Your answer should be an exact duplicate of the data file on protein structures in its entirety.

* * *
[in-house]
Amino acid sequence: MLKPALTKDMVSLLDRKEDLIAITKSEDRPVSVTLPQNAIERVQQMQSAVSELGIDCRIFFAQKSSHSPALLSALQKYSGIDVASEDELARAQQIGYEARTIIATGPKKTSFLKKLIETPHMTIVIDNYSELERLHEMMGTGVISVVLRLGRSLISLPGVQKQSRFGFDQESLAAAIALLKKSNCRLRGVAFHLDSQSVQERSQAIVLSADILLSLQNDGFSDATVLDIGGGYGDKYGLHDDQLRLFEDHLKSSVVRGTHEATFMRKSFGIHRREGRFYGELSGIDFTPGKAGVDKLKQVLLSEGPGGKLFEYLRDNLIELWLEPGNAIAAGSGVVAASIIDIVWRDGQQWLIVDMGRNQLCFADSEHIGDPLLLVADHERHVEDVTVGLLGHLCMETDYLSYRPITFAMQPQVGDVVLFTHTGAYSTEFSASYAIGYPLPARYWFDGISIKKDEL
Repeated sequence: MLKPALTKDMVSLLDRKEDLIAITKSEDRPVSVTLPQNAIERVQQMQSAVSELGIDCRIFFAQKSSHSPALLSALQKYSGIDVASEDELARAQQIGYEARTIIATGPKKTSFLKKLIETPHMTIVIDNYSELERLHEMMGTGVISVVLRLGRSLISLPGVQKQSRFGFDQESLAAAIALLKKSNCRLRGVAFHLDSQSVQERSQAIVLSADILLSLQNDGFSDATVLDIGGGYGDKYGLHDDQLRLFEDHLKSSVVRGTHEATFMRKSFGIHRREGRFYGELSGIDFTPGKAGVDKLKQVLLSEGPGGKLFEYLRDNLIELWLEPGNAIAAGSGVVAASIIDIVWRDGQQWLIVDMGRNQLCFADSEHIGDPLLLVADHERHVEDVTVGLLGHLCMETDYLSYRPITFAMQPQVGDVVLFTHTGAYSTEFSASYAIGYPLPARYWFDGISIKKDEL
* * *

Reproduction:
[in-house]
Amino acid sequence: MLKPALTKDMVSLLDRKEDLIAITKSEDRPVSVTLPQNAIERVQQMQSAVSELGIDCRIFFAQKSSHSPALLSALQKYSGIDVASEDELARAQQIGYEARTIIATGPKKTSFLKKLIETPHMTIVIDNYSELERLHEMMGTGVISVVLRLGRSLISLPGVQKQSRFGFDQESLAAAIALLKKSNCRLRGVAFHLDSQSVQERSQAIVLSADILLSLQNDGFSDATVLDIGGGYGDKYGLHDDQLRLFEDHLKSSVVRGTHEATFMRKSFGIHRREGRFYGELSGIDFTPGKAGVDKLKQVLLSEGPGGKLFEYLRDNLIELWLEPGNAIAAGSGVVAASIIDIVWRDGQQWLIVDMGRNQLCFADSEHIGDPLLLVADHERHVEDVTVGLLGHLCMETDYLSYRPITFAMQPQVGDVVLFTHTGAYSTEFSASYAIGYPLPARYWFDGISIKKDEL
Repeated sequence: MLKPALTKDMVSLLDRKEDLIAITKSEDRPVSVTLPQNAIERVQQMQSAVSELGIDCRIFFAQKSSHSPALLSALQKYSGIDVASEDELARAQQIGYEARTIIATGPKKTSFLKKLIETPHMTIVIDNYSELERLHEMMGTGVISVVLRLGRSLISLPGVQKQSRFGFDQESLAAAIALLKKSNCRLRGVAFHLDSQSVQERSQAIVLSADILLSLQNDGFSDATVLDIGGGYGDKYGLHDDQLRLFEDHLKSSVVRGTHEATFMRKSFGIHRREGRFYGELSGIDFTPGKAGVDKLKQVLLSEGPGGKLFEYLRDNLIELWLEPGNAIAAGSGVVAASIIDIVWRDGQQWLIVDMGRNQLCFADSEHIGDPLLLVADHERHVEDVTVGLLGHLCMETDYLSYRPITFAMQPQVGDVVLFTHTGAYSTEFSASYAIGYPLPARYWFDGISIKKDEL